Upon my first look of Fleming Jeffries work I quickly found myself submerged into these worlds of impossible landscapes. With such detail and fluidity her imagery pulls you in, leaving you to question what’s real, what’s false, where it ends or begins. Her use of the shaped plates lends its self so nicely with each landscape, especially in her pieces “River Hinge (with catastrophe corner) and “Cloudsmanship”. What I appreciate most about Jeffries work is her use of color and how she handles tone throughout all of her works. Although most of her pieces are without color, when Jeffries does introduce color she does it with such subtlety that it does not distract the viewer from the actual imagery of the print as a whole.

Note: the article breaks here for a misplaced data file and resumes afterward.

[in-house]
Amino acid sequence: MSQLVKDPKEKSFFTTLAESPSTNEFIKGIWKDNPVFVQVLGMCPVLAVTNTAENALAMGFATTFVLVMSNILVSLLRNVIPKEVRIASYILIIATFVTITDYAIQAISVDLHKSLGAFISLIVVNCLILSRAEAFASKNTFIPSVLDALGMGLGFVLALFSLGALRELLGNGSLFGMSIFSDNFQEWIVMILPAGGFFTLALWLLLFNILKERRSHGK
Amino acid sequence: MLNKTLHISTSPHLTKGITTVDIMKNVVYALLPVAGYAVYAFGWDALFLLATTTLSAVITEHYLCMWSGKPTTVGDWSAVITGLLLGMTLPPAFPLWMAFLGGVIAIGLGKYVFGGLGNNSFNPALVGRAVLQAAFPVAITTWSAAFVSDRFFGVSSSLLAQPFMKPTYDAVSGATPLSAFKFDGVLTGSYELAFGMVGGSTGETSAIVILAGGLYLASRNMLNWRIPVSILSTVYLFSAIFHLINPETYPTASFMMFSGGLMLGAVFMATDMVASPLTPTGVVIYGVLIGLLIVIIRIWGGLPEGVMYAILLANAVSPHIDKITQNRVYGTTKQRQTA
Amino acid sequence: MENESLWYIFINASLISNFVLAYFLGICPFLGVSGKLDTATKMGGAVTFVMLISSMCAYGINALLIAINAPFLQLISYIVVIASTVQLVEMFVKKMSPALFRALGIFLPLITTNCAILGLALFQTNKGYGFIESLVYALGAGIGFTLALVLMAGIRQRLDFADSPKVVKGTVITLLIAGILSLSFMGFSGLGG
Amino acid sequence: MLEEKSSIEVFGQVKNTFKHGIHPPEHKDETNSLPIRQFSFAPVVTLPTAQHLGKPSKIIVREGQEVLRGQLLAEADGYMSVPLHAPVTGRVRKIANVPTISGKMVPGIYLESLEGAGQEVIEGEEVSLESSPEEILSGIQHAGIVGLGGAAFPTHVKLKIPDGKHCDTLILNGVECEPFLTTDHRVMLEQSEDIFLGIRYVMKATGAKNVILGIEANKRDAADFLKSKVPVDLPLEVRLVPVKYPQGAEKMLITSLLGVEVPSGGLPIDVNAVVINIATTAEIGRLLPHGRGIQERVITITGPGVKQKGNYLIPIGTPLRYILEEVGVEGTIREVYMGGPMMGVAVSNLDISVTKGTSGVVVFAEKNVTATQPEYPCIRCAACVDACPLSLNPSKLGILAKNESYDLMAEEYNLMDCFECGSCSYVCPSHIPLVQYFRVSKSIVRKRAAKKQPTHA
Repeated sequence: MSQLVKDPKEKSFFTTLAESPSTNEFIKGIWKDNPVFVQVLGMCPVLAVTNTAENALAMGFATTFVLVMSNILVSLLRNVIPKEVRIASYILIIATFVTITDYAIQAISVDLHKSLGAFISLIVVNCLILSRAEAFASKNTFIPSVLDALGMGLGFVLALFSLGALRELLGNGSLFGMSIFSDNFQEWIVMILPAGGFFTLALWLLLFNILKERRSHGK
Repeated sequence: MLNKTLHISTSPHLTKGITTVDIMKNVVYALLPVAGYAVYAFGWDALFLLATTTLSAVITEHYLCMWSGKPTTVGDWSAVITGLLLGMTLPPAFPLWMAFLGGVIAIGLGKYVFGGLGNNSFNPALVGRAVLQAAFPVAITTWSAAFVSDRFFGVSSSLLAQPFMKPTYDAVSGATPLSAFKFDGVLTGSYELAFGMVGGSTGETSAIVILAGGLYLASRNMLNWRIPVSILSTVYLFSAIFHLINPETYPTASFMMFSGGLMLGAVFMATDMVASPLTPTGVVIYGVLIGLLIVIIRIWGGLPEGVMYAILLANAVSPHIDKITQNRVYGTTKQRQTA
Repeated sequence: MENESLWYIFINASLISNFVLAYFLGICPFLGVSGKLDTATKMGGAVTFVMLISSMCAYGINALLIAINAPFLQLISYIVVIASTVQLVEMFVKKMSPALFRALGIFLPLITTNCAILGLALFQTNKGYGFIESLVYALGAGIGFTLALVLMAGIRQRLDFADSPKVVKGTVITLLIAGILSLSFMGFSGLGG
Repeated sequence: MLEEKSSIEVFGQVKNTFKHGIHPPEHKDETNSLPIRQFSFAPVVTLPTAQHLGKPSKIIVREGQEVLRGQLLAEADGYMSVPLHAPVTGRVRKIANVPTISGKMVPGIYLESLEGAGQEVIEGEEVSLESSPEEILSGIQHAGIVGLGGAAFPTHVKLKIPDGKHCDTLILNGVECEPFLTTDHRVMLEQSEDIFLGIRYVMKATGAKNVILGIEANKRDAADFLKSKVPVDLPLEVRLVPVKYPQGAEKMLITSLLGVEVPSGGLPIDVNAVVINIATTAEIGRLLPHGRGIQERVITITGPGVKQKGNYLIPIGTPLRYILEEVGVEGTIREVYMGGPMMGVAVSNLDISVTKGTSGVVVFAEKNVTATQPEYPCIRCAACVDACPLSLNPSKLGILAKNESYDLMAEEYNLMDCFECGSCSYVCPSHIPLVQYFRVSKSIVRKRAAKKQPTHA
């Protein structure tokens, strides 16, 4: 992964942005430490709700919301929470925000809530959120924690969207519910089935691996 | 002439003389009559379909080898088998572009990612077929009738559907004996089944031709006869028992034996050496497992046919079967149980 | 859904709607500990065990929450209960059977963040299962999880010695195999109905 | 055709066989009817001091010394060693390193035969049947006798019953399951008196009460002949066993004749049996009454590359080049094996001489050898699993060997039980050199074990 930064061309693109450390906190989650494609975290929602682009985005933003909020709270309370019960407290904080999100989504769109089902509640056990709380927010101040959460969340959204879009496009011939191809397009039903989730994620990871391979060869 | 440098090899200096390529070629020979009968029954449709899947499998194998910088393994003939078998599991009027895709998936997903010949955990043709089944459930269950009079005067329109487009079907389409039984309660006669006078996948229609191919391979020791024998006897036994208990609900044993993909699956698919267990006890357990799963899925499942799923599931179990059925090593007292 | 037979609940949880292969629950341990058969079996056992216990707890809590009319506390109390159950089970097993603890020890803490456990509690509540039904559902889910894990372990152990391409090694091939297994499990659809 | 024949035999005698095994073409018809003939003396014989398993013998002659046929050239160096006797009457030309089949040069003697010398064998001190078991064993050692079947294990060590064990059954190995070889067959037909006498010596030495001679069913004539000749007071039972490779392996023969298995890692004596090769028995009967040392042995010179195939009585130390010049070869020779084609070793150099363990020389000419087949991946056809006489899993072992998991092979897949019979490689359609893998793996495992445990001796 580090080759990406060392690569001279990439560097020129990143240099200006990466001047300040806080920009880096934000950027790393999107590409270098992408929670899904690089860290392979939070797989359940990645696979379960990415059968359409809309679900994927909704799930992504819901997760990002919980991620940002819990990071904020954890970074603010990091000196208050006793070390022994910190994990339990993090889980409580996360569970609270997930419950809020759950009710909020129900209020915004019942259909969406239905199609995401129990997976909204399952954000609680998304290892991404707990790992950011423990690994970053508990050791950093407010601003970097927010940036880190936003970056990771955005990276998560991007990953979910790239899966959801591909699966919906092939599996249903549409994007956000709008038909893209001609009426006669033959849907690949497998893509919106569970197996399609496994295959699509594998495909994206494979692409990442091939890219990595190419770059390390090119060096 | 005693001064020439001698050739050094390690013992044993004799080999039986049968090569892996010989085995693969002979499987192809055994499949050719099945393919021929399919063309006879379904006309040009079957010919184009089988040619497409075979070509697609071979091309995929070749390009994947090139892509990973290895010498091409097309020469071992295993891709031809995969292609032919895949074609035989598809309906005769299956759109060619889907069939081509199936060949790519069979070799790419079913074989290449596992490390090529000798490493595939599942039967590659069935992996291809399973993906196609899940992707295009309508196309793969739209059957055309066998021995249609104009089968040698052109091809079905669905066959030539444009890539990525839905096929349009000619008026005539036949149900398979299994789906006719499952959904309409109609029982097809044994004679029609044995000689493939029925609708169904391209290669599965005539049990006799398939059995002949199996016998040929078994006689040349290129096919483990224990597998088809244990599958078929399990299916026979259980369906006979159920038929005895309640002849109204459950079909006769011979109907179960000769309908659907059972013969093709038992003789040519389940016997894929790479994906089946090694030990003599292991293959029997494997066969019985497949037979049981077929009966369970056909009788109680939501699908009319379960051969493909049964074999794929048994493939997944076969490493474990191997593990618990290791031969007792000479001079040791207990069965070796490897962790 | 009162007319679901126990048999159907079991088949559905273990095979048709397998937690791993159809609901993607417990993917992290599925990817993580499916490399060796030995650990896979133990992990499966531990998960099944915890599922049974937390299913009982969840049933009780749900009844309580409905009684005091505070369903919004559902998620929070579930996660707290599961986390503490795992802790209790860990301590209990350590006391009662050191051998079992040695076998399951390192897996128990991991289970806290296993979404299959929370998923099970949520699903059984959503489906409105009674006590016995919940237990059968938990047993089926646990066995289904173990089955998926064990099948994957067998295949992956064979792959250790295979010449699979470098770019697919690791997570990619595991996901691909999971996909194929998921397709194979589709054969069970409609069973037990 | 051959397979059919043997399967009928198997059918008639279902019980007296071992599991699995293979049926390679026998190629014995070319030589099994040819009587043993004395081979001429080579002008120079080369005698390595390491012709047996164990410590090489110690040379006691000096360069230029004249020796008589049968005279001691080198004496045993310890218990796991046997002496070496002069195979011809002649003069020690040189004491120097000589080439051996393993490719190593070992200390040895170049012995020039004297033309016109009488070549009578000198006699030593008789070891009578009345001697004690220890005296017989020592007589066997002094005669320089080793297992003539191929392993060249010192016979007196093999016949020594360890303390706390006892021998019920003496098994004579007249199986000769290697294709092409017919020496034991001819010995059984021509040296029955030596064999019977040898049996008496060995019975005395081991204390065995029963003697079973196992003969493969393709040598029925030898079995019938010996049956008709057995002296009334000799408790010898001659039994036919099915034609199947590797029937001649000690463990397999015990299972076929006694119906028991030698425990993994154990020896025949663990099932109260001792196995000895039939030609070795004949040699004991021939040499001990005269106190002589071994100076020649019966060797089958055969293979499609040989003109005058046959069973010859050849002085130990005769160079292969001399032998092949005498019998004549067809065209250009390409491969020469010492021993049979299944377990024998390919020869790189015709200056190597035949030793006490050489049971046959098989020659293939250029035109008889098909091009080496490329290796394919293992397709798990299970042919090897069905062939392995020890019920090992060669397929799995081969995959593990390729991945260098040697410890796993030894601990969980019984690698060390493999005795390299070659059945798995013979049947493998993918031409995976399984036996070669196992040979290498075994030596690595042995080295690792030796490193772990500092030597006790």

Another important aspect to her work is the perspectives that she creates in each landscape. The changes in perspective allow me to imagine that these images go on forever. Viewing the Cloud Garden series as a whole is much like stepping into a dream, making it easy to throw reality out the window and never look back. I am so appreciative of artists such as Jeffries for giving me this sort of release from reality and allowing me to experience this level of imagination.
Directors note: The above article was written by WPG intern Marissa Ames, currently studying at MICA in Baltimore, Maryland. Fleming Jeffries will be included in September’s “Director’s Cut” exhibition, visit our website for more details, including reception times.